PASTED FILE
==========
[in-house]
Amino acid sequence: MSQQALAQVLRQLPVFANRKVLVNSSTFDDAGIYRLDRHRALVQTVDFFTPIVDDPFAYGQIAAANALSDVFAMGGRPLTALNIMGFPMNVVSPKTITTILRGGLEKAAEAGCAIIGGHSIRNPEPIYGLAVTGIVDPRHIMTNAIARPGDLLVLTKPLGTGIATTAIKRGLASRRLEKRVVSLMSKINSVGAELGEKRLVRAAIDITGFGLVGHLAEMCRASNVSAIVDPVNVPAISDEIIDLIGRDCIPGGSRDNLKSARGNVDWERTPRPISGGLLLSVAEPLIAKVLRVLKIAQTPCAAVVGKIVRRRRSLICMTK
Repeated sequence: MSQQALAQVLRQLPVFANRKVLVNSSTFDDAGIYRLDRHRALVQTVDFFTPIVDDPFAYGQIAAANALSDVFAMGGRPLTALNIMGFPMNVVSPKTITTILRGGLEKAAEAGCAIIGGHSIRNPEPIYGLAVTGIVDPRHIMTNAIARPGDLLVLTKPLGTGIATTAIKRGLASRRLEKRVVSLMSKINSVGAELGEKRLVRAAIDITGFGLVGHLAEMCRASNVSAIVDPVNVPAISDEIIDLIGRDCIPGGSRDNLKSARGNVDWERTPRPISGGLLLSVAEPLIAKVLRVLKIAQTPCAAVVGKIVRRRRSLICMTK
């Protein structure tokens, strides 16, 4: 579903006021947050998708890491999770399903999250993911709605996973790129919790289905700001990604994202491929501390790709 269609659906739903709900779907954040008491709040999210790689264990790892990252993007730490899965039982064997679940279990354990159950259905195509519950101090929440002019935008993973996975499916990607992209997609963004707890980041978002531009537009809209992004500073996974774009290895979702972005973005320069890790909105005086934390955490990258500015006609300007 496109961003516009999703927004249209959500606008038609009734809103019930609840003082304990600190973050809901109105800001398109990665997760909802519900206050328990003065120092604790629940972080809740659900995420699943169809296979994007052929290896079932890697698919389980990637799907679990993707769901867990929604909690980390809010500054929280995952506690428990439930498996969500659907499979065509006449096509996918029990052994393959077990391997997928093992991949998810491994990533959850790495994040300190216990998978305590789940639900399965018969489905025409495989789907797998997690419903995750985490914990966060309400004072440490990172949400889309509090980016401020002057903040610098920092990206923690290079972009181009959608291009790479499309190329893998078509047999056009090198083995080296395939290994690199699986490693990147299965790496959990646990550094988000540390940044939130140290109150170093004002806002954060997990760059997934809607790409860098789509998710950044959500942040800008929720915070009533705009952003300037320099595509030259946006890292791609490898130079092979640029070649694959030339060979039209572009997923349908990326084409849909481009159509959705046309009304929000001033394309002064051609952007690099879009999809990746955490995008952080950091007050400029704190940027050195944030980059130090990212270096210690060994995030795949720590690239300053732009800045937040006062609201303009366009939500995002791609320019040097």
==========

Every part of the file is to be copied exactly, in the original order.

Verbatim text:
[in-house]
Amino acid sequence: MSQQALAQVLRQLPVFANRKVLVNSSTFDDAGIYRLDRHRALVQTVDFFTPIVDDPFAYGQIAAANALSDVFAMGGRPLTALNIMGFPMNVVSPKTITTILRGGLEKAAEAGCAIIGGHSIRNPEPIYGLAVTGIVDPRHIMTNAIARPGDLLVLTKPLGTGIATTAIKRGLASRRLEKRVVSLMSKINSVGAELGEKRLVRAAIDITGFGLVGHLAEMCRASNVSAIVDPVNVPAISDEIIDLIGRDCIPGGSRDNLKSARGNVDWERTPRPISGGLLLSVAEPLIAKVLRVLKIAQTPCAAVVGKIVRRRRSLICMTK
Repeated sequence: MSQQALAQVLRQLPVFANRKVLVNSSTFDDAGIYRLDRHRALVQTVDFFTPIVDDPFAYGQIAAANALSDVFAMGGRPLTALNIMGFPMNVVSPKTITTILRGGLEKAAEAGCAIIGGHSIRNPEPIYGLAVTGIVDPRHIMTNAIARPGDLLVLTKPLGTGIATTAIKRGLASRRLEKRVVSLMSKINSVGAELGEKRLVRAAIDITGFGLVGHLAEMCRASNVSAIVDPVNVPAISDEIIDLIGRDCIPGGSRDNLKSARGNVDWERTPRPISGGLLLSVAEPLIAKVLRVLKIAQTPCAAVVGKIVRRRRSLICMTK
């Protein structure tokens, strides 16, 4: 579903006021947050998708890491999770399903999250993911709605996973790129919790289905700001990604994202491929501390790709 269609659906739903709900779907954040008491709040999210790689264990790892990252993007730490899965039982064997679940279990354990159950259905195509519950101090929440002019935008993973996975499916990607992209997609963004707890980041978002531009537009809209992004500073996974774009290895979702972005973005320069890790909105005086934390955490990258500015006609300007 496109961003516009999703927004249209959500606008038609009734809103019930609840003082304990600190973050809901109105800001398109990665997760909802519900206050328990003065120092604790629940972080809740659900995420699943169809296979994007052929290896079932890697698919389980990637799907679990993707769901867990929604909690980390809010500054929280995952506690428990439930498996969500659907499979065509006449096509996918029990052994393959077990391997997928093992991949998810491994990533959850790495994040300190216990998978305590789940639900399965018969489905025409495989789907797998997690419903995750985490914990966060309400004072440490990172949400889309509090980016401020002057903040610098920092990206923690290079972009181009959608291009790479499309190329893998078509047999056009090198083995080296395939290994690199699986490693990147299965790496959990646990550094988000540390940044939130140290109150170093004002806002954060997990760059997934809607790409860098789509998710950044959500942040800008929720915070009533705009952003300037320099595509030259946006890292791609490898130079092979640029070649694959030339060979039209572009997923349908990326084409849909481009159509959705046309009304929000001033394309002064051609952007690099879009999809990746955490995008952080950091007050400029704190940027050195944030980059130090990212270096210690060994995030795949720590690239300053732009800045937040006062609201303009366009939500995002791609320019040097």